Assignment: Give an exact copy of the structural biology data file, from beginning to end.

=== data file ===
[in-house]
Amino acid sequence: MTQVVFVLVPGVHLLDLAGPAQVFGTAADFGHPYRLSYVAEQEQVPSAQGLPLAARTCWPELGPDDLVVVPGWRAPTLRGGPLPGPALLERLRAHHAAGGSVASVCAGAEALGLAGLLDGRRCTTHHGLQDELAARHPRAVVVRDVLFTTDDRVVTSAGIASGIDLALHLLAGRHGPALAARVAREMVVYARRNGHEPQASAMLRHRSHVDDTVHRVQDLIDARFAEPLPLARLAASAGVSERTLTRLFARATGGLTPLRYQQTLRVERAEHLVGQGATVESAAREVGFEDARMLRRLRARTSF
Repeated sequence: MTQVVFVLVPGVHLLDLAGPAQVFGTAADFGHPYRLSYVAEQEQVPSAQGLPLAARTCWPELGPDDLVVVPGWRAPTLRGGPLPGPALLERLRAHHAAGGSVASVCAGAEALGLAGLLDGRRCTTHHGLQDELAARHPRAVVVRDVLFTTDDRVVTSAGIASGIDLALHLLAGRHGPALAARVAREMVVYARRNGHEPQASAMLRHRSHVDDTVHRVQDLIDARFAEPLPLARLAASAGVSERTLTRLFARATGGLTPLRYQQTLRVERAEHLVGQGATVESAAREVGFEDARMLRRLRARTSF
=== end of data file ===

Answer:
[in-house]
Amino acid sequence: MTQVVFVLVPGVHLLDLAGPAQVFGTAADFGHPYRLSYVAEQEQVPSAQGLPLAARTCWPELGPDDLVVVPGWRAPTLRGGPLPGPALLERLRAHHAAGGSVASVCAGAEALGLAGLLDGRRCTTHHGLQDELAARHPRAVVVRDVLFTTDDRVVTSAGIASGIDLALHLLAGRHGPALAARVAREMVVYARRNGHEPQASAMLRHRSHVDDTVHRVQDLIDARFAEPLPLARLAASAGVSERTLTRLFARATGGLTPLRYQQTLRVERAEHLVGQGATVESAAREVGFEDARMLRRLRARTSF
Repeated sequence: MTQVVFVLVPGVHLLDLAGPAQVFGTAADFGHPYRLSYVAEQEQVPSAQGLPLAARTCWPELGPDDLVVVPGWRAPTLRGGPLPGPALLERLRAHHAAGGSVASVCAGAEALGLAGLLDGRRCTTHHGLQDELAARHPRAVVVRDVLFTTDDRVVTSAGIASGIDLALHLLAGRHGPALAARVAREMVVYARRNGHEPQASAMLRHRSHVDDTVHRVQDLIDARFAEPLPLARLAASAGVSERTLTRLFARATGGLTPLRYQQTLRVERAEHLVGQGATVESAAREVGFEDARMLRRLRARTSF